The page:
I've scheduled myself so tightly this semester that I haven't had this space to just breathe. I miss it. I miss me.

Distracting myself is infinitely easier with the internet. I might never get past that stage if I'm not careful.

First, I get incredibly nostalgic for every person I ever loved and wonder why they hell they are. This was triggered yesterday by seeing, I swear to god, Brian Berger, my former teamleader, walking in front of me in the Walmart parking lot. I used to do this alot, when I saw people that reminded me of people I knew everywhere I went. I'd see a set of eyes and think -- my god, I've seen eyes that blue before. Where? And it would be a day later before I realized that they belonged to Daniel, the boy from the other floor who helped out in the cafeteria at the juvenile detention center. He was so meek that I wondered over and over how he ended up where he was.

The boys that are 21 are probably in jail now. I have no illusions that any of them turned their lives around, or at least not from their time with us. We weren't that kind of place.

I think alot about Darren. He arrived the same day I did. He was my primary. I broke his heart by not getting him a pair of boots. I imagine he's back in jail. I remember the time he got restrained and I just sat there, holding his legs on the ground, feeling him cry-- he'd stopped struggling. I realized that this was the first time anyone had probably touched him in a year -- programs for sex offenders are usually "no touch." It's for everyone's safety, but I wondered how it would feel if no body ever ever even shook your hand or put a hand on your shoulder. Wouldn't even a restraint be an endorphin release? It sounds Mary Kay whatshername freakish, but I just suddenly wanted to cry for this kid, how much good there was in him, and how, by all accounts, his life was written for him from him on out. I couldn't save him. He couldn't save himself. I just wanted to release the restraint and hug him and cry with him. But instead I helped hold him on the ground until it was over, along with two or three burly men who took that time to inflict as much pain as possible. I imagine he's into meth now -- I remember some sort of meth connection at the time. I imagine he's in jail. Or dead.

I remember restraining Charlie on broken glass. I saw he'd broken the window, grabbed him, pulled him out of the way, knowing that a restraint was useless because he wasn't damaging any more property, didn't mean to damage the property he'd just damaged, and wasn't a threat to anyone. Then, another staff member came in and tackled him, so of course, I had to help, and all three of us went down in the broken glass.

I remember restraining Jeremiah in the snow. I quit after that. It was for the wrong reasons -- it was to prove a point.

I still am following the case of the boy in St. Louis who was arrested.

My lost boys... the saddest thing about sex abuse is that almost EVERY person who does it has been abused before. Where does it end? Not with my boys, that's for sure. The oldest is already back in jail. He's the only one old enough to have his name show up in web searches. As the rest turn 21, it will keep going. What do we do? Lock them up like animals for the rest of their lives to stop the cycle? Let them live in this humiliation we call the juvenile justice system? My mind goes back to the blog of the man who kidnapped that little girl in Oregon. He was so like the boys -- so normal, and so not.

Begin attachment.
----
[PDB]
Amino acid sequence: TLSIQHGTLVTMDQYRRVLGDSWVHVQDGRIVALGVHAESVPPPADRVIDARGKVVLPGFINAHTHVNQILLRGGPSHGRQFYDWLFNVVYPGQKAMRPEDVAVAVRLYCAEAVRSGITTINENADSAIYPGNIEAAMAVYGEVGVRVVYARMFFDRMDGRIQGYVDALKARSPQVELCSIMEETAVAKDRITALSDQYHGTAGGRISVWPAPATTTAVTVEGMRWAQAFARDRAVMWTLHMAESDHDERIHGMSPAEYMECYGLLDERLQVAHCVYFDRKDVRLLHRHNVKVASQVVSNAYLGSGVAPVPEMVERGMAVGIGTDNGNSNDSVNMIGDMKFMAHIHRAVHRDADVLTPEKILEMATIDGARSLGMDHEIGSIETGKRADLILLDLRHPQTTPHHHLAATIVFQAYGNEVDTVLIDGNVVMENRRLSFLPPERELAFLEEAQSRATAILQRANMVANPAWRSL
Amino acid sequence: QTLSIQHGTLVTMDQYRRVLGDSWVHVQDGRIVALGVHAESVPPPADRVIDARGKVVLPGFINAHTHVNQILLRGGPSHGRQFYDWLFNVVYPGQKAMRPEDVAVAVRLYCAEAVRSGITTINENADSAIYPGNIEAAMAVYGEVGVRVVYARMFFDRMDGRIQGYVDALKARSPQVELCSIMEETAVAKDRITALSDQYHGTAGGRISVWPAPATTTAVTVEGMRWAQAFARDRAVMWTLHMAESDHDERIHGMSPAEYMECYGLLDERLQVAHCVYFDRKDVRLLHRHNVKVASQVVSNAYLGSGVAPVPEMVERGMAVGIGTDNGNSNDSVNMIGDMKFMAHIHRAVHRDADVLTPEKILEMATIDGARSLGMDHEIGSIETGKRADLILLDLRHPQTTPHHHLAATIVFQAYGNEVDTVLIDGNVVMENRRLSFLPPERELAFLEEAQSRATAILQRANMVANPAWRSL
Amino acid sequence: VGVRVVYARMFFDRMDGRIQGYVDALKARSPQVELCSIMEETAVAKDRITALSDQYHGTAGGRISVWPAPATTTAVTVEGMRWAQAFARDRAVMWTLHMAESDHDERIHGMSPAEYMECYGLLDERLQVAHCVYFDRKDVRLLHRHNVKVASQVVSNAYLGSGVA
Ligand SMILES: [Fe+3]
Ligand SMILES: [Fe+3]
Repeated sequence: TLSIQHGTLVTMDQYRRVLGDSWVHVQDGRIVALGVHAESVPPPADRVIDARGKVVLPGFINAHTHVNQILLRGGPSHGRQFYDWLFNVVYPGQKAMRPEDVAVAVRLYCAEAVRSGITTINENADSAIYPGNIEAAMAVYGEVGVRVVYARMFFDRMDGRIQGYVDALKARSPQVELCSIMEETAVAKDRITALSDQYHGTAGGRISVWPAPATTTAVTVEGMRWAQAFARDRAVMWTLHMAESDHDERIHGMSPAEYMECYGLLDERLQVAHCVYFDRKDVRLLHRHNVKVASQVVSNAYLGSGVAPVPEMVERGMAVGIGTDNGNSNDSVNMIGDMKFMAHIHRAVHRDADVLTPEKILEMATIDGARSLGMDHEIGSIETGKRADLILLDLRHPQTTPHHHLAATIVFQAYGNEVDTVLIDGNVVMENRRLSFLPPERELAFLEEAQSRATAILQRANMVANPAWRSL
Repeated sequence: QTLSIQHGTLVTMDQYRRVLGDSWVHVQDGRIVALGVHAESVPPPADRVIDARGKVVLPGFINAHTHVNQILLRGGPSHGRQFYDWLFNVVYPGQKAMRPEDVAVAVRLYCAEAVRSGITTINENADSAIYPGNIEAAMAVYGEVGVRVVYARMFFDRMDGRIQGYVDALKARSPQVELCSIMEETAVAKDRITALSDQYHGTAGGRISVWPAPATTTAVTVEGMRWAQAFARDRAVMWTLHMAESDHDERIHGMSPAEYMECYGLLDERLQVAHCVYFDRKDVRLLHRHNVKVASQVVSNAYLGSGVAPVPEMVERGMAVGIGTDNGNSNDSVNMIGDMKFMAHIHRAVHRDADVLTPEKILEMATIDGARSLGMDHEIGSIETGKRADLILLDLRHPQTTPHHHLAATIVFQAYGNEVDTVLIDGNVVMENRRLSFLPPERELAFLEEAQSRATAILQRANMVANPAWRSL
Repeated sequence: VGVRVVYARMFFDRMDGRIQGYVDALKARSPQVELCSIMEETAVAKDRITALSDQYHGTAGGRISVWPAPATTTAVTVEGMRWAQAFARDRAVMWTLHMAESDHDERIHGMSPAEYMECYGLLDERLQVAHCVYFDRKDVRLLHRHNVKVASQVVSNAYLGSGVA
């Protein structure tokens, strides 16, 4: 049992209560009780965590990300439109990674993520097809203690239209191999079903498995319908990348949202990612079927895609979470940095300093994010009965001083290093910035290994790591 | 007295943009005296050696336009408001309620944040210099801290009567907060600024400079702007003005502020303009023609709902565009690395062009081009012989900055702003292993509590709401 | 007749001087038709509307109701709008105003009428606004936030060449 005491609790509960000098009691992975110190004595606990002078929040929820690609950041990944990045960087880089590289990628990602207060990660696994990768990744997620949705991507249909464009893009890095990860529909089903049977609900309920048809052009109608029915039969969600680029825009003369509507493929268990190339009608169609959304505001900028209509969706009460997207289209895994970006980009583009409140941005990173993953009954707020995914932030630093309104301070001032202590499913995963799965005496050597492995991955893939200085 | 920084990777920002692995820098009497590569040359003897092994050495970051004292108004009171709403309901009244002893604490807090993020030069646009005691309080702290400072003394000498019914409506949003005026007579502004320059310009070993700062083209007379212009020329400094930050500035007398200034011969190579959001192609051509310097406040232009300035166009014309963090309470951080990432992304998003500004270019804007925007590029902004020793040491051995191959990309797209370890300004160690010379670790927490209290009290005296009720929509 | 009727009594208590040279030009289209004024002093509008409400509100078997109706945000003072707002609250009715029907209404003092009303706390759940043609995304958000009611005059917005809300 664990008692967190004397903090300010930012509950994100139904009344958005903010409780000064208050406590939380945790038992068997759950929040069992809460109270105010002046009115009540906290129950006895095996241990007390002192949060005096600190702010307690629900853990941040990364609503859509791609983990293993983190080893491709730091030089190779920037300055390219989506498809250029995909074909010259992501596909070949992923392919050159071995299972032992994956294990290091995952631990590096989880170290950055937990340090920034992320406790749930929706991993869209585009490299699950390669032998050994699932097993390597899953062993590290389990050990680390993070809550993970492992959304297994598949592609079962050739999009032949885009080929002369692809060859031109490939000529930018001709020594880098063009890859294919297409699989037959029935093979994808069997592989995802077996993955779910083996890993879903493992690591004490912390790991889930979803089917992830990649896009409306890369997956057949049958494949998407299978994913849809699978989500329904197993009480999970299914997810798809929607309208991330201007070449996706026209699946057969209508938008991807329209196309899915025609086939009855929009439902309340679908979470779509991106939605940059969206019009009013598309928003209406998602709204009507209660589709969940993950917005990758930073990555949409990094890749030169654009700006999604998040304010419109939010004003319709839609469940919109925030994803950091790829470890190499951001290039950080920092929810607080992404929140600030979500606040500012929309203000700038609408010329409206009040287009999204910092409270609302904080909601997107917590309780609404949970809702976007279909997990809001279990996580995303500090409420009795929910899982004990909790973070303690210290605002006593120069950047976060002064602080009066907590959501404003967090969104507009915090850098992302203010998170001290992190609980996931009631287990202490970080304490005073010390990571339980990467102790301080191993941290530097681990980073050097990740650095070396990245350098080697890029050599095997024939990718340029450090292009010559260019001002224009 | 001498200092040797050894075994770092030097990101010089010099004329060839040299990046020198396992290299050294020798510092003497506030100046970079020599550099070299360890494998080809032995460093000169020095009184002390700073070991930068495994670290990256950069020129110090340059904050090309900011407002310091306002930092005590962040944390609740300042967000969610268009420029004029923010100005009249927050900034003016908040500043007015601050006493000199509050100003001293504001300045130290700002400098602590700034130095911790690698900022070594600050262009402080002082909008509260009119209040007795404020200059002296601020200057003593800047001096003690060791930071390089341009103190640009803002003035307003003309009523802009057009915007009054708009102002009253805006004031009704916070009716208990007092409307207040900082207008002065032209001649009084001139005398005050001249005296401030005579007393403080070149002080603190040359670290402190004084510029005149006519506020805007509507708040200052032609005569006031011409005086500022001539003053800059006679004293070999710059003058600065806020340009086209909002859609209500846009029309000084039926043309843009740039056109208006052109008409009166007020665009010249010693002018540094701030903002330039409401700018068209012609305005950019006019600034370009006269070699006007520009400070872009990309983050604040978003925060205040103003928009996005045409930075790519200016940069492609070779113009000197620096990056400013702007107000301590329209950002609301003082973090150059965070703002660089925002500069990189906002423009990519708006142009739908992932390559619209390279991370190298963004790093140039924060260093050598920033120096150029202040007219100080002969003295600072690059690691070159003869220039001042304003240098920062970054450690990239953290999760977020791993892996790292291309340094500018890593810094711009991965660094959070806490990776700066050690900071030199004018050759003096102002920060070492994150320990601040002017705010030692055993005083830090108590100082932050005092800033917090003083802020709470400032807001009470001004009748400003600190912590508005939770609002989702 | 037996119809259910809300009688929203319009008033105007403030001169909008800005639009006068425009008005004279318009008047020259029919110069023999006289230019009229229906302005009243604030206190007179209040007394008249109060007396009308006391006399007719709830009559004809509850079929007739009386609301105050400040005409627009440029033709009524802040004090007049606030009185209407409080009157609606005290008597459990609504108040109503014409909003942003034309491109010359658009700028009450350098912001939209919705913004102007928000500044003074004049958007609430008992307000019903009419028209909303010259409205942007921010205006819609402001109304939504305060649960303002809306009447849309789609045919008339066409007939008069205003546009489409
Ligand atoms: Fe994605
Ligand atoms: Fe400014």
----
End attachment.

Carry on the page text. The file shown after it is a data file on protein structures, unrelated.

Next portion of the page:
Anyway...talking about distracting myself... wow....
I haven't thought about these guys in awhile. If don't believe in hell, but I've thought deep down that someday, I'm going to have to answer for what I saw there, and what I did.

Restraining Jeramiah in the snow.
He was 14, for godssake.
Watching whathisname twist the skin on Ray's arm during a restraint.
Watching that dude -- I forget his name -- making the boys on Hayes do wall sits. Hayes was the pre-adolescent floor even. They were BABIES!
That old guy on Hayes, they thought he'd be a grandfather type for the boys. Instead he was propositioning them.
The college girl on Jackson that slept with two of the boys.
Whathisname screaming and acting crazy -- we were sure it was an act -- until they came and gave him a buttful of thorazine. Now, I'm not sure he was acting. Often, when I looked at him, he seemed confused.
Kevin, so sweet and whiny, the floor piss-boy, then one day would wake up and be a different boy. His eyes -- I can't explain it -- they were darker. The fierceness was truly terrifying when it came on like that, so suddenly. F. had that same look in his eyes, that angry blankness, that "F's not here -- nobody's here but me and I'm gonna fuck you up" look. But F. was angry all the time. Not Kevin. This was the boy that cried all not, every night.

Sleep tight, guys. Wherever you are.

I'll never know why I didn't quit.

Yes, I thought that I could do more good from within that without.
I should have kept notes, kept records, but so? Who would listen? Everything I saw happen there was justifiable on paper, so I would have a hell of time proving anything.

wow -- yeah -- I'm distracting myself. It's time to get busy. But Jesus...

Is it too much to hope that just one of my boys goes on to live a happy life? Just one? That it wasn't all just torture for them and for me.